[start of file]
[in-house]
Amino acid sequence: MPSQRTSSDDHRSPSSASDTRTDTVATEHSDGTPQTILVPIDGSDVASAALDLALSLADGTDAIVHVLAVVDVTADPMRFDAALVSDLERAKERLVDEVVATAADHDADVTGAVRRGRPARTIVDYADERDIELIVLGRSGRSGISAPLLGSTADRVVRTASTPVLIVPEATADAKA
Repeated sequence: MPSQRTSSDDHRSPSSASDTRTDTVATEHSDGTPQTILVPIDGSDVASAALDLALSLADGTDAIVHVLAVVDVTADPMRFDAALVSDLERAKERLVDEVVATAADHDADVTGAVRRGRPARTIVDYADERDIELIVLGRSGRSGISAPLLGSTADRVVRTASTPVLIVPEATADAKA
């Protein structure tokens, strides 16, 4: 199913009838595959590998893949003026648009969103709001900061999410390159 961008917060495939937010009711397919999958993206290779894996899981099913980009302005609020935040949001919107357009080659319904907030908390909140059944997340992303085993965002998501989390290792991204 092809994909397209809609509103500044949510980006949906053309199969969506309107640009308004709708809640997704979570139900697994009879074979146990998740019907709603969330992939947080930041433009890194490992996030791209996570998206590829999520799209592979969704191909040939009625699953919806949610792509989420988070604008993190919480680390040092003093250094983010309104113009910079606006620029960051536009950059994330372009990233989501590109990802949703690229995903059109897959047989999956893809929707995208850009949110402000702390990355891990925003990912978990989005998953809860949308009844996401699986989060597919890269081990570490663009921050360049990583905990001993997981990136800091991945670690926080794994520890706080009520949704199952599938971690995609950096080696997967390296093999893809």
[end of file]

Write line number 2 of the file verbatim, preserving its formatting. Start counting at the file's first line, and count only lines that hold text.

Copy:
Amino acid sequence: MPSQRTSSDDHRSPSSASDTRTDTVATEHSDGTPQTILVPIDGSDVASAALDLALSLADGTDAIVHVLAVVDVTADPMRFDAALVSDLERAKERLVDEVVATAADHDADVTGAVRRGRPARTIVDYADERDIELIVLGRSGRSGISAPLLGSTADRVVRTASTPVLIVPEATADAKA